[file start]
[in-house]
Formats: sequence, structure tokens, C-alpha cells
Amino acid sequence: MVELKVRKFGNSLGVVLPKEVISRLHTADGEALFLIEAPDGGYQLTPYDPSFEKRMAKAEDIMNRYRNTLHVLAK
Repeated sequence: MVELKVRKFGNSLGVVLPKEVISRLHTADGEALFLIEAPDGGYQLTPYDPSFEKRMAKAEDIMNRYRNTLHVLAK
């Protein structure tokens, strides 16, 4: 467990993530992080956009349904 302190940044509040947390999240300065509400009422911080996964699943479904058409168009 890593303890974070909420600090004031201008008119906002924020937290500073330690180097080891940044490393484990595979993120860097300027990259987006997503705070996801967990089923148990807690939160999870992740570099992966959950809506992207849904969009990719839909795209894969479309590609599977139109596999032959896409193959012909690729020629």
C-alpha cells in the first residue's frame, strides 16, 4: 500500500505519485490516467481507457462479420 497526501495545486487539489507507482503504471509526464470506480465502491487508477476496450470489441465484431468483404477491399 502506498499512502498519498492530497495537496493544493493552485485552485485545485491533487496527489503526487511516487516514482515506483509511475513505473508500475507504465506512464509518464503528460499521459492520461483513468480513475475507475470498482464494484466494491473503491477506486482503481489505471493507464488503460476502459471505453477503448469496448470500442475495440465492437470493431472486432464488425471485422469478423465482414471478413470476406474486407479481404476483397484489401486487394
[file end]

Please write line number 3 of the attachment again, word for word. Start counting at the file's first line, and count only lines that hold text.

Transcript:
Amino acid sequence: MVELKVRKFGNSLGVVLPKEVISRLHTADGEALFLIEAPDGGYQLTPYDPSFEKRMAKAEDIMNRYRNTLHVLAK